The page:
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Motor ideas for Florida MySeries GTP class?


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#1 DOCinCocoa

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Posted 28 June 2012 - 06:38 PM

The size of the field for GTP has dropped significantly over the last 3 to 4 years. We need a fix. We are running the ProSlot S16D tagged arms right now and we build the motors. The problem with the field size is blamed on the cost of the motor and that only a few gifted racers can build their own competitive S16D motors. If we had a sealed motor that would be re-builable by the seller, be clearly faster than the Hawk 7, Hawk 6, Falcon 7 motors, and cost less than $30, we might be able to get the racers back into GTP. Does anyone have a solution for us? What do you think?
Dan Dougherty
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#2 Ron Hershman

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Posted 28 June 2012 - 07:03 PM

Pro-Slot S-16-D motors with Chinese arms that have been "Hershman-ized"

#3 Ron Hershman

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Posted 28 June 2012 - 07:06 PM

There really are not many if any options in the 30 buck range. If they are willing to go to 45 bucks..... comes with American arm, they could be allowed to be worked on as long as they use all stock P-S parts...no interchanging of any other brand.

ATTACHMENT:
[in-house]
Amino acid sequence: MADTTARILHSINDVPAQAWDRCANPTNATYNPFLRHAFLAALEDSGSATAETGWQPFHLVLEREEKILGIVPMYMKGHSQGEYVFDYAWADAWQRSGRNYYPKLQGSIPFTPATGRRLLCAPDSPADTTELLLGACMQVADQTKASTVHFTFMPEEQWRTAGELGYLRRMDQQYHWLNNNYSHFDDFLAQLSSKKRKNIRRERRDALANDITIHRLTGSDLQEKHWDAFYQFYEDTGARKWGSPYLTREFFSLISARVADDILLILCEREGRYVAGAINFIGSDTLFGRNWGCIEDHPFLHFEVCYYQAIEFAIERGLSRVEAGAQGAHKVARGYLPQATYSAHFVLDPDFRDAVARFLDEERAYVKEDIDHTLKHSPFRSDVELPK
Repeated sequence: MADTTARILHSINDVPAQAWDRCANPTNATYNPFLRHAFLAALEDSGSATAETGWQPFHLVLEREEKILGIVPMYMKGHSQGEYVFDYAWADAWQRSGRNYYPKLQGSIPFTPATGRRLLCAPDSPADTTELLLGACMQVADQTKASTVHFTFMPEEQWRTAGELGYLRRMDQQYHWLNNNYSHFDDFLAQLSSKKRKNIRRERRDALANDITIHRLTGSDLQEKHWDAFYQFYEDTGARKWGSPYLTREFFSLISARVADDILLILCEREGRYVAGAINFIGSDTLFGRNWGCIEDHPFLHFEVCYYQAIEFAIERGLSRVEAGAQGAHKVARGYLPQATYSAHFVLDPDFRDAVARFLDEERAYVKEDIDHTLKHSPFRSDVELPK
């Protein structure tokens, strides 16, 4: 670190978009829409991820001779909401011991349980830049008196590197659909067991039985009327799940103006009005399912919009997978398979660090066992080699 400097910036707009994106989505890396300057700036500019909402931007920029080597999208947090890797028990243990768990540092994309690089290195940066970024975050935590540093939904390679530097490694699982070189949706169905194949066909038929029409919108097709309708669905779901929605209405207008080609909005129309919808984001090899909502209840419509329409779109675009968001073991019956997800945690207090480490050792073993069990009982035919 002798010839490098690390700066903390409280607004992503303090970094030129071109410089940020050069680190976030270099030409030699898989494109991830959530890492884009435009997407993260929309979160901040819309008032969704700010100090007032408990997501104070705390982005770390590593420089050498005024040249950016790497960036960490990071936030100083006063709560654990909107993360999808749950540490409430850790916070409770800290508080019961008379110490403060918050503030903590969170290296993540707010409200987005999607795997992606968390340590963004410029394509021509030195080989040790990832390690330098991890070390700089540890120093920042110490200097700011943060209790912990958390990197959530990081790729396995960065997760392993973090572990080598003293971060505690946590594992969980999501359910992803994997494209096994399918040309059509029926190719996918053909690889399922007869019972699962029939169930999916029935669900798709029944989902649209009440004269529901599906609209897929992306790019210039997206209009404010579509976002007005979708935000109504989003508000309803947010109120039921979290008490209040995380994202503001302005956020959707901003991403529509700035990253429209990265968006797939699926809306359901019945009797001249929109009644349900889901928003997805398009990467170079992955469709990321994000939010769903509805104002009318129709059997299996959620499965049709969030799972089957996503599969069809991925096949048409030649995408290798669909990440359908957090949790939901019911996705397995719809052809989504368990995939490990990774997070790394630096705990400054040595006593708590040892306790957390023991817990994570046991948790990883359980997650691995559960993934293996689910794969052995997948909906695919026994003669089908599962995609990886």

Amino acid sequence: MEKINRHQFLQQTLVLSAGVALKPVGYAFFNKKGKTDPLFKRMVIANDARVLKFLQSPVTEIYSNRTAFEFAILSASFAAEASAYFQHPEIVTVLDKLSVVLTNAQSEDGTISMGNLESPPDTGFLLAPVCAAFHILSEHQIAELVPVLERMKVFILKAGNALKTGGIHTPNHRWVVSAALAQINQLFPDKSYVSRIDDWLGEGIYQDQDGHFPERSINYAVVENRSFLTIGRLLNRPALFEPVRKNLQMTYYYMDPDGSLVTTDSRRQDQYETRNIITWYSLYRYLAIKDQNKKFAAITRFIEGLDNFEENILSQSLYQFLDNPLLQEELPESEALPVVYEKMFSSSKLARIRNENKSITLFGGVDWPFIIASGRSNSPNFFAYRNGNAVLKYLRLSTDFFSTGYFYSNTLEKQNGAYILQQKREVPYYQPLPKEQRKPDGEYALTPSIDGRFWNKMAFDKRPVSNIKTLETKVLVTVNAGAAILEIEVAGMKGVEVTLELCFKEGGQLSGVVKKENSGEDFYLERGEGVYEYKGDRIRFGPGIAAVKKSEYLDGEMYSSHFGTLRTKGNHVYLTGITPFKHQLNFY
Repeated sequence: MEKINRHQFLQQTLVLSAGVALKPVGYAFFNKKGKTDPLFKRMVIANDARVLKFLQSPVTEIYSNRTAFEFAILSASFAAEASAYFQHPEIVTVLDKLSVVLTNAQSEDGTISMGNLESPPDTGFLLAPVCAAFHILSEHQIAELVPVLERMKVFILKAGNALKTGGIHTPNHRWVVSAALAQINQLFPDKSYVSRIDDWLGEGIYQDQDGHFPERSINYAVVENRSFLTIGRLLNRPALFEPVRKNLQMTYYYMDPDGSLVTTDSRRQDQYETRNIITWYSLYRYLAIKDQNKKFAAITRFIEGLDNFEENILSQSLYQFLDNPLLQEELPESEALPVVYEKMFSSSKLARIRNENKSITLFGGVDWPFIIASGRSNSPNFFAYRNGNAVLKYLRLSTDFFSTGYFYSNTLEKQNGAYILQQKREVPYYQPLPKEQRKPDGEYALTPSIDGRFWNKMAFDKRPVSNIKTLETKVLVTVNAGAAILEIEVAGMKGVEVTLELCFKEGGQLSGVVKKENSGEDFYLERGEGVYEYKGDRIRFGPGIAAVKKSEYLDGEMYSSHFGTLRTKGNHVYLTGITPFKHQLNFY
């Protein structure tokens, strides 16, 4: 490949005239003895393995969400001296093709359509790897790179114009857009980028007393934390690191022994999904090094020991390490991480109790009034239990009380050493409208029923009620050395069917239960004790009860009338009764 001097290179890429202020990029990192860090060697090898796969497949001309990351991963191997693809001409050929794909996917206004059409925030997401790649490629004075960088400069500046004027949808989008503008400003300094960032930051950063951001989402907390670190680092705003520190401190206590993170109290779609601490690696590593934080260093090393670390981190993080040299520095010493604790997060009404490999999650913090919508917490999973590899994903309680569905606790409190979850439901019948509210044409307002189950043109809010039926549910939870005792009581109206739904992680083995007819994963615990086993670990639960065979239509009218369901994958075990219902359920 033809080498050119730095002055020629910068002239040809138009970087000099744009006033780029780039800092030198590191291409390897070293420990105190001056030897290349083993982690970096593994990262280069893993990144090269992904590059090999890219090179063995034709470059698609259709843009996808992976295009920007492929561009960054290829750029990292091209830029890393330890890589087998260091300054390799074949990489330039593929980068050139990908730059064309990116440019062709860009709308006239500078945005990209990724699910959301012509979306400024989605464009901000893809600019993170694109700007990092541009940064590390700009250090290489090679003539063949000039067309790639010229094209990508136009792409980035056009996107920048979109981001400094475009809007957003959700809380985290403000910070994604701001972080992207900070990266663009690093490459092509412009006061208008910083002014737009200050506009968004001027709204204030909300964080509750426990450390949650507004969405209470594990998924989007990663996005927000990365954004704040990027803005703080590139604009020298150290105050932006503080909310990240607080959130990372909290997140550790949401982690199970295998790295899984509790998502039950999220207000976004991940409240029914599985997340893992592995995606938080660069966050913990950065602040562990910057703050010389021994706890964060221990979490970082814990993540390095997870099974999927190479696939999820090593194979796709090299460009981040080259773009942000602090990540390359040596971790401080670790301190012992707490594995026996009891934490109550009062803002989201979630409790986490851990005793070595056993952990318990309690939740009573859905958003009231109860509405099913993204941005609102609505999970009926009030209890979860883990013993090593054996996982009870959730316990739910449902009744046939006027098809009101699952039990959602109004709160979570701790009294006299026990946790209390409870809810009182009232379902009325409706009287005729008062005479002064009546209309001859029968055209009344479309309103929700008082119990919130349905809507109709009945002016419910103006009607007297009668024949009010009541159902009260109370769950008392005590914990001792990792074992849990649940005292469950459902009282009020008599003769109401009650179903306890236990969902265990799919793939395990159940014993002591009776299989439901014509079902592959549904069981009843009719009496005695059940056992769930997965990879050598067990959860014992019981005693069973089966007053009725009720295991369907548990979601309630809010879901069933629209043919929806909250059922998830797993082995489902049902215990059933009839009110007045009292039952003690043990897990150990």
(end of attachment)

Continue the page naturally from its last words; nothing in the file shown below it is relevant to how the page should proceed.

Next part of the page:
PS-2104 Motor with PS-700 S16D Balanced Armature
$44.95

#4 DOCinCocoa

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Posted 28 June 2012 - 07:14 PM

Ron, is the PS-2104 a sealed motor? if the motor is not sealed we are back to a motor builders class which we have now and its not working. BTW: I tried to send you a PM, but I think that your PM mail box is full.
Dan Dougherty
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#5 DOCinCocoa

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Posted 28 June 2012 - 07:17 PM

How much is the Proslot motor with the chinese arm that you can provide? I think that that is the motor that was used before (maybe, I was not in Florida then). They use to use an inexpensive sealed 16D ProSlot motor that had realibility problems which turned the racers away.
Dan Dougherty
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#6 Gator Bob

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Posted 28 June 2012 - 07:35 PM

Parma S16D - sealed - $14.00

To keep them out - sealed and screwed P/S w/American $45.00

Or a Kamen set-up with a hand wound - $85.00 or more

Go very fast, pretty fast or go kinda fast very cheap.
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#7 DOCinCocoa

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Posted 28 June 2012 - 07:45 PM

Bob, the $85 is out of the question here I would think. The type of racers we are trying to brng back into GTP cant afford $85 for one motor. Ron's suggestion about $45 for a sealed fast motor is a possiblibility. The motor we choose here must be sealed, fast, and rebuildable if we send it back in for $15.

I just now talked to Bill about this and his feedback was that us motor builders (all 6 or 7 of us) do not what our motors ruled obsolete. So, I suggested two GTP classes to him. GTP (for the motor builders with S16Ds like we have today) and GTP Lite which would run a sealed S16D motor that I am trying to identify here in this post. Both clsses would run on the track at the same time, but score points for each class separately.